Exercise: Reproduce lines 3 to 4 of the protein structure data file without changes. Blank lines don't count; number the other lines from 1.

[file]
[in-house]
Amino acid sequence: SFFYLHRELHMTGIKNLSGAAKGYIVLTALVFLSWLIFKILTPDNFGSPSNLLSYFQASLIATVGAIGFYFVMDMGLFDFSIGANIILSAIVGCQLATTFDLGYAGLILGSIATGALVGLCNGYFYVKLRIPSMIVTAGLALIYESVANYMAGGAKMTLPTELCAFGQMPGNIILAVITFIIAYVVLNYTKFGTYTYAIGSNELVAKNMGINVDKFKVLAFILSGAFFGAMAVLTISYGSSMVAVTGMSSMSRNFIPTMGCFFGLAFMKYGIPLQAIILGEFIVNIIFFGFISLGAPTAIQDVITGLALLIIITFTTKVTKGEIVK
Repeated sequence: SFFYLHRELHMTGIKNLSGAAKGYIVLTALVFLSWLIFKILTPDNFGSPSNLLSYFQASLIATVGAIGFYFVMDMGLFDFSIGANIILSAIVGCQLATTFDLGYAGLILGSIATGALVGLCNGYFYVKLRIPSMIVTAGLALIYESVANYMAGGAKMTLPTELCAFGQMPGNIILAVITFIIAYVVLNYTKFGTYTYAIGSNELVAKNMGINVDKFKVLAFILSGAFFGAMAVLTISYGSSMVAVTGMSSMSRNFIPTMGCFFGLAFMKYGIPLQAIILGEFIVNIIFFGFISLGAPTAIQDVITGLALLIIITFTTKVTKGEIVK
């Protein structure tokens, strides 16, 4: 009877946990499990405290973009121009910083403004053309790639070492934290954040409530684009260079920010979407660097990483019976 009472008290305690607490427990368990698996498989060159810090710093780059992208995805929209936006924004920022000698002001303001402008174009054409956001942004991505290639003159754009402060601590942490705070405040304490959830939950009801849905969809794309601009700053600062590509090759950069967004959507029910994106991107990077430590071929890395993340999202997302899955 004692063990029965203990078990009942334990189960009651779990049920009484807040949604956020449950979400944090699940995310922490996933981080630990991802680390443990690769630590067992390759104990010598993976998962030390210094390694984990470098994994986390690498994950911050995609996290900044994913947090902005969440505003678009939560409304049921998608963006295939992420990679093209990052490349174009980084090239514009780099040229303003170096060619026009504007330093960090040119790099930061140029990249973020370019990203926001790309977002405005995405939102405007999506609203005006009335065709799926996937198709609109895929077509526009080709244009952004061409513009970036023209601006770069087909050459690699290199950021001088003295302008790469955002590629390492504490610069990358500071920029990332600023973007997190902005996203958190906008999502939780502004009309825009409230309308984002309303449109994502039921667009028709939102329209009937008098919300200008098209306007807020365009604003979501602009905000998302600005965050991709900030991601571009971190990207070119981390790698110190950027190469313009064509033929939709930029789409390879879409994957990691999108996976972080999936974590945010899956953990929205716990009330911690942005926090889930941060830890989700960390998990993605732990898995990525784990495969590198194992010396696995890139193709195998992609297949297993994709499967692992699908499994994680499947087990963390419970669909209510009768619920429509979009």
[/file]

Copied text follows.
Repeated sequence: SFFYLHRELHMTGIKNLSGAAKGYIVLTALVFLSWLIFKILTPDNFGSPSNLLSYFQASLIATVGAIGFYFVMDMGLFDFSIGANIILSAIVGCQLATTFDLGYAGLILGSIATGALVGLCNGYFYVKLRIPSMIVTAGLALIYESVANYMAGGAKMTLPTELCAFGQMPGNIILAVITFIIAYVVLNYTKFGTYTYAIGSNELVAKNMGINVDKFKVLAFILSGAFFGAMAVLTISYGSSMVAVTGMSSMSRNFIPTMGCFFGLAFMKYGIPLQAIILGEFIVNIIFFGFISLGAPTAIQDVITGLALLIIITFTTKVTKGEIVK
């Protein structure tokens, strides 16, 4: 009877946990499990405290973009121009910083403004053309790639070492934290954040409530684009260079920010979407660097990483019976 009472008290305690607490427990368990698996498989060159810090710093780059992208995805929209936006924004920022000698002001303001402008174009054409956001942004991505290639003159754009402060601590942490705070405040304490959830939950009801849905969809794309601009700053600062590509090759950069967004959507029910994106991107990077430590071929890395993340999202997302899955 004692063990029965203990078990009942334990189960009651779990049920009484807040949604956020449950979400944090699940995310922490996933981080630990991802680390443990690769630590067992390759104990010598993976998962030390210094390694984990470098994994986390690498994950911050995609996290900044994913947090902005969440505003678009939560409304049921998608963006295939992420990679093209990052490349174009980084090239514009780099040229303003170096060619026009504007330093960090040119790099930061140029990249973020370019990203926001790309977002405005995405939102405007999506609203005006009335065709799926996937198709609109895929077509526009080709244009952004061409513009970036023209601006770069087909050459690699290199950021001088003295302008790469955002590629390492504490610069990358500071920029990332600023973007997190902005996203958190906008999502939780502004009309825009409230309308984002309303449109994502039921667009028709939102329209009937008098919300200008098209306007807020365009604003979501602009905000998302600005965050991709900030991601571009971190990207070119981390790698110190950027190469313009064509033929939709930029789409390879879409994957990691999108996976972080999936974590945010899956953990929205716990009330911690942005926090889930941060830890989700960390998990993605732990898995990525784990495969590198194992010396696995890139193709195998992609297949297993994709499967692992699908499994994680499947087990963390419970669909209510009768619920429509979009």